Hundreds of Plaintiffs Nationwide Claim Drug Led to Compulsive Gambling, Sex, Eating The United States District Court for the Northern District of Florida’s Chief Judge M. Casey Rodgers has released a redacted version of its January 22, 2018 order denying summary judgment against plaintiffs’ claims that the drug Abilify caused them to engage in compulsive behaviors. The plaintiffs, led on the issue by the national trial firm Robins Kaplan LLP® with significant contributions from other MDL leadership counsel, defeated defendants’ arguments that the cases lacked a credible scientific basis. The federal court denied defendants’ motion to exclude with respect to plaintiffs’ leading experts, finding “most of plaintiffs’ evidence on general causation – including epidemiology (i.e., Etminan Study), background risk, biological plausibility, disproportionality analyses, in vivo and in vitro studies, voluminous case and adverse event reports (including dose-response, dechallenge and recehallenge events), FDA materials, defendants’ investigative findings, and plaintiffs’ experts Bradford-Hill and weight-of-the-evidence analyses – satisfies Rule 702 and Daubert…” The decision clears the way for a bellwether trial against defendants Bristol-Myers Squibb, Otsuka Pharmaceutical Co. and Otsuka America Pharmaceutical Inc., scheduled for June 2018 in Pensacola. Robins Kaplan also represents approximately 50 plaintiffs in state court in New Jersey before Judge James DeLuca. On January 24, 2018, Judge DeLuca issued an order denying defendants’ Kemp motions. Judge DeLuca found as well that plaintiffs’ experts had a sound scientific basis for their opinions that Abilify causes compulsive gambling and compulsive behaviors. Defendants have sought permission from the appellate court to file an interlocutory appeal of that decision. “We’re thankful to the courts for their close attention to this case, and look forward to trying these claims before Florida and New Jersey juries beginning in June,” said Tara Sutton, partner and chair of the Mass Tort practice at Robins Kaplan, which serves as lead counsel to the New Jersey plaintiffs. Plaintiffs in the 700-plus federal court cases and 50-plus New Jersey cases allege that taking Abilify, a treatment for schizophrenia, bipolar disorder, and depression which is also prescribed off-label, led them to engage in compulsive gambling, compulsive shopping, hypersexuality, and binge eating. Robins Kaplan has also been appointed to the leadership team in the federal multidistrict litigation (MDL), which involves nearly 600 plaintiffs. In the MDL proceeding, Sutton, who was lead counsel in the Daubert hearing, also serves on the Joint Settlement Committee, Gary Wilson serves as co-lead counsel and serves on the Executive Committee, and Munir Meghjee was named Plaintiffs’ Federal/State Liaison counsel. The New Jersey litigation is Jonathan Yun v. Bristol-Myers Squibb, et al., pending before Judge James J. DeLuca, and the MDL is In re Abilify (Aripiprazole Products Liability Litigation, MDL no. 2734), pending before the Hon. Chief Judge M. Casey Rodgers. In addition to Sutton, Wilson, and Meghjee, other Robins Kaplan attorneys representing the plaintiffs in these matters include Rayna Kessler, Julie Reynolds, Eric Lindenfeld, and Jason DePauw. Rodgers Daubert decision redacted public version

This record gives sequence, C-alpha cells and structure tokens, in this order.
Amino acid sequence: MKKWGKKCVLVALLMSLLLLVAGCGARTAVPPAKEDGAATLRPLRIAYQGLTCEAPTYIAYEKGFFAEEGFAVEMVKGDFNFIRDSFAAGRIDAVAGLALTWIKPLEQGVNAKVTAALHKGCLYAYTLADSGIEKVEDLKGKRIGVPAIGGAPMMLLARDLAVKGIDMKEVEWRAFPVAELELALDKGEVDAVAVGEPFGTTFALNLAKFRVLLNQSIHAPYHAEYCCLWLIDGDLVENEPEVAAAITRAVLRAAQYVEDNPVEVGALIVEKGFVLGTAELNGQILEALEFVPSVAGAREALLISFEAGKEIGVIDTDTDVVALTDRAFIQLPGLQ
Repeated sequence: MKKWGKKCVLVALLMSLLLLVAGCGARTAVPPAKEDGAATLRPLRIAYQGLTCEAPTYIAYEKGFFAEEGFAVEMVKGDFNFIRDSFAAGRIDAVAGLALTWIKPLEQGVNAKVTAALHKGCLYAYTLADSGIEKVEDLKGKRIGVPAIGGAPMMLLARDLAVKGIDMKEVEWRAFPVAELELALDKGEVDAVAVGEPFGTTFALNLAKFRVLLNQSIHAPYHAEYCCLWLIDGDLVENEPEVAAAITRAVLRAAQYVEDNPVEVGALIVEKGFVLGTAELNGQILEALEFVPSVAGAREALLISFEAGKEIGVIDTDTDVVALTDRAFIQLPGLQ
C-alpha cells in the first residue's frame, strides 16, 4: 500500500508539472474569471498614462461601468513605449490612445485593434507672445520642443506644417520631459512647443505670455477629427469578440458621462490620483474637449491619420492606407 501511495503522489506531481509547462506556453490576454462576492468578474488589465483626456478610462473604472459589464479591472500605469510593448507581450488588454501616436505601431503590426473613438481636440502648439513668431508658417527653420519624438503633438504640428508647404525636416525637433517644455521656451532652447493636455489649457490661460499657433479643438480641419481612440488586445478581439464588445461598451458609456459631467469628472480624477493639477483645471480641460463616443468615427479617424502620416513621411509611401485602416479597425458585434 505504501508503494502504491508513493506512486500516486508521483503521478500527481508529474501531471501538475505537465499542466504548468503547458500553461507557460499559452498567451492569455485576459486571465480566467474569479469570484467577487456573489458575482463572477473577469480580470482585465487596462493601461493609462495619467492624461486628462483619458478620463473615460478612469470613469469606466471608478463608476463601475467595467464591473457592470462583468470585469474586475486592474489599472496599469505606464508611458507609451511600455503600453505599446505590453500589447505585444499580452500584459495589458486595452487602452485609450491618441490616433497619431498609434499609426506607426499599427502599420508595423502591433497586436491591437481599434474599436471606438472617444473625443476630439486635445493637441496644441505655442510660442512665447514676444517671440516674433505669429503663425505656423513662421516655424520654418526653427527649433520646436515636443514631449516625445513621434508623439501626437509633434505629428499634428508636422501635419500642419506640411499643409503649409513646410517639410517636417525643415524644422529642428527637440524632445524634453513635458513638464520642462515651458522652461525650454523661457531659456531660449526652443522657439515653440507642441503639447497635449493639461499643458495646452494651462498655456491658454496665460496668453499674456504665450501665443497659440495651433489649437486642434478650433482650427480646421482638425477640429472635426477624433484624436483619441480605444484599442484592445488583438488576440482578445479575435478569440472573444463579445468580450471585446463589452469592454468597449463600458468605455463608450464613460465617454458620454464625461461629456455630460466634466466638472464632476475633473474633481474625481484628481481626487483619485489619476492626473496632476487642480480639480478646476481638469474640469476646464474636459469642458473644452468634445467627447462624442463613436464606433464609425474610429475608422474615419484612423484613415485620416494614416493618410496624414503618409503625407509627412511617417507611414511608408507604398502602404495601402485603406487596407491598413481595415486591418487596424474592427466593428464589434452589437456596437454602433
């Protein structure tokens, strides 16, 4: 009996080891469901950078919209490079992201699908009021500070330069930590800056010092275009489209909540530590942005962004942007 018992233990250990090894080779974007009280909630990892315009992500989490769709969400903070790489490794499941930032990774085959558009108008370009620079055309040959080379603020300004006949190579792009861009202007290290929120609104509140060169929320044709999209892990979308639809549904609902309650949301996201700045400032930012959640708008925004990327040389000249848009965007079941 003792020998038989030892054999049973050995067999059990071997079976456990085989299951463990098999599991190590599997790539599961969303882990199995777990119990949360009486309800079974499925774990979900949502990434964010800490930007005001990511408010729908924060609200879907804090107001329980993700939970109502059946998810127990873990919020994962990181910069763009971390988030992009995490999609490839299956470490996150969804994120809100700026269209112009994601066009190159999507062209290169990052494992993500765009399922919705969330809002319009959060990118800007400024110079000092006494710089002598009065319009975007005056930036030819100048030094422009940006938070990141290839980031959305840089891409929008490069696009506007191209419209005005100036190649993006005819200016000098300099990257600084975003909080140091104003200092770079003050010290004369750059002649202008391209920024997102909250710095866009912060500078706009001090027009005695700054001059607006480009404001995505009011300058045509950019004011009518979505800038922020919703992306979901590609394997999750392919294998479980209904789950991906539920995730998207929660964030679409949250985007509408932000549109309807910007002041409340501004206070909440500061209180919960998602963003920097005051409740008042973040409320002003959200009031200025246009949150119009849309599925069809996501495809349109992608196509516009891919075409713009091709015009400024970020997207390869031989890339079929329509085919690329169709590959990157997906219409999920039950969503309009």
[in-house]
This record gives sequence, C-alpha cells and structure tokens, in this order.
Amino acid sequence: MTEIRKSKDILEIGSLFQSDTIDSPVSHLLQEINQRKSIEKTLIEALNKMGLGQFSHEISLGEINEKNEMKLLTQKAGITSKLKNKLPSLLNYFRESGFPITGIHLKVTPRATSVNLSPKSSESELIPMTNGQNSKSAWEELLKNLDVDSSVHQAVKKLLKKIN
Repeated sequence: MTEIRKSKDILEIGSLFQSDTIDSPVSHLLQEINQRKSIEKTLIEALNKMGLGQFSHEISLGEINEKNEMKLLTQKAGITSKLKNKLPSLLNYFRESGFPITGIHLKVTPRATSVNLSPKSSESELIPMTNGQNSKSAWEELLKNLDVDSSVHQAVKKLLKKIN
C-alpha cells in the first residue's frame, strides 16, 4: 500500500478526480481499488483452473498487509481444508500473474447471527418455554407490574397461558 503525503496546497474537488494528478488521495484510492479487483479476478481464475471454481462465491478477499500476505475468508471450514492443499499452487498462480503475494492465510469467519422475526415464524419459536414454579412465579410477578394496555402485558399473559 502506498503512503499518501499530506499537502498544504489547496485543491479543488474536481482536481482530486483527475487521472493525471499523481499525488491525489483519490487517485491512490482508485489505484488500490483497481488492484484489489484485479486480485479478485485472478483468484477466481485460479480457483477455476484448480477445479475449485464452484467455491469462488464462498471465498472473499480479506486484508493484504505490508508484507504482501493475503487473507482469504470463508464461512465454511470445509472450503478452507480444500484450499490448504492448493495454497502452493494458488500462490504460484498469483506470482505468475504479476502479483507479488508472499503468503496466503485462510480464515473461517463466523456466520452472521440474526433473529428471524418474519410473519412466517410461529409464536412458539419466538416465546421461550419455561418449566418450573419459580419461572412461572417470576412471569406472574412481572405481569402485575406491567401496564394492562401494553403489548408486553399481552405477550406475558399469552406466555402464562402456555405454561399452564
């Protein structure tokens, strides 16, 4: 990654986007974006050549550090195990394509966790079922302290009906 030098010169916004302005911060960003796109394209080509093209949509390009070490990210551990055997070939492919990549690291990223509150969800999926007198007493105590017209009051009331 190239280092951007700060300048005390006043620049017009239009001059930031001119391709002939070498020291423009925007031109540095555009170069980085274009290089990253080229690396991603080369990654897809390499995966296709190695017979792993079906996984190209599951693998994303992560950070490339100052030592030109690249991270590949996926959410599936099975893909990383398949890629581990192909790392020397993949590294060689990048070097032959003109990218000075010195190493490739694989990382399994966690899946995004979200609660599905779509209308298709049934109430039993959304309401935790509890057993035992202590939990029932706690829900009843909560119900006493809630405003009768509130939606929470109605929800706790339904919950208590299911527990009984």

The American Civil Liberties Union and the ACLU of Georgia filed a federal class-action lawsuit today against Glynn County, Georgia, for violating the constitutional rights of people arrested for misdemeanors. The lawsuit was brought against the county itself, as well as the county’s sheriff, chief magistrate judge, and court-appointed public defender, and seeks an immediate and permanent change to an unconstitutional cash bail system that discriminates against the people who are financially strapped. Those who cannot afford to pay money bail amounts determined by the county’s bail schedule are detained indefinitely, while those who face the same charges but can afford to pay the money bail amounts are freed until trial. Low-income people are also denied effective, meaningful representation at bail hearings where an attorney could argue for their release. “People who cannot afford to pay bail or hire a private attorney face an impossible choice — plead guilty or face loss of their families, jobs, and homes as they wait for their cases to move through the system,” said Andrea Woods, Equal Justice Works Fellowship attorney with the ACLU’s Criminal Law Reform Project. “A person’s wealth should never decide their freedom, but that’s exactly what’s happening in Georgia and across the country. In Glynn County, the contract public defender and prosecutors alike refuse to grant people the presumption of innocence and ignore the government’s due process obligation to ensure that release upon arrest is the norm.” The lawsuit argues that Glynn County’s system of money bail violates the Constitution because it keeps people in jail if they can’t afford bail while allowing those who can pay to go home to their families, jobs, homes, and communities. With each day in jail, the person’s chances for a fair trial diminish as evidence and witnesses disappear, and many plead guilty even when innocent just to go home. “The Glynn County court system holds hostage the freedom of individuals arrested for misdemeanors, leaving those who are financially strapped unable to afford the predetermined ransom,” said Sean J. Young, legal director of the ACLU of Georgia. The suit, filed on behalf of two plaintiffs representing a class in U.S. District Court for the Southern District of Georgia, accuses officials in the county of operating a two-tiered system of justice based on wealth, in violation of the Right-to-Counsel and Due Process clauses of the 6th and 14th Amendment and Equal Protection Clause to the 14th Amendment. The lawsuit filed today includes a complaint, a motion for class certification, and a motion for a temporary restraining order and preliminary injunction. The bail amounts for the suit’s plaintiffs are each $1,256. Neither of the plaintiffs can afford to hire a criminal defense attorney and are thus eligible for representation from the public defender. Plaintiff Margery Mock is incarcerated on a $1,256 bond on an alleged criminal trespass charge from trying to visit a relative at a motel. Her possessions are currently in a storage unit, which she was living in at the time of her arrest because she does not have stable housing, and risks losing all of her property due to her wealth-based incarceration. Glynn County’s system of wealth-based detention is arbitrary, the lawsuit argues. Each offense has an assigned dollar amount. If a person can arrange to pay the full amount to the sheriff in cash or property, or can arrange for payment through a bail bond company or another third party, the sheriff releases that person automatically without evaluating whether the person will flee before trial or endanger the community. Those who cannot pay the pre-determined bail amount must remain in jail, waiting days or weeks for their first hearing. The lawsuit also targets the deficient misdemeanor public defender system in the county. Glynn County only pays one lawyer to represent everyone accused of a misdemeanor who cannot afford to hire a private attorney. This contract defender does not visit clients who are stuck in jail, file motions on their behalf, or appear at hearings to request lower bail. The contract attorney instead only meets clients when they plead guilty to sign off on sentencing paperwork. The lawsuit against Glynn County is a continuation of efforts from the ACLU Campaign for Smart Justice to end wealth-based bail detention in Georgia and across the nation. The ACLU Campaign for Smart Justice — an unprecedented effort to reduce the U.S. jail and prison population by 50 percent and to combat racial disparities in the criminal justice system — has launched a new initiative focused on bolstering the movement to end money bail and eliminate wealth-based pretrial detention through legislative advocacy, voter education, and litigation. The lawsuit in Glynn County is the third related filing by the ACLU in 2018 alone, with many to come across the country in the effort to end our overreliance on the money bail system. Today’s complaint can be found here: https://www.aclu.org/legal-document/mock-et-al-v-glynn-county-et-al-complaint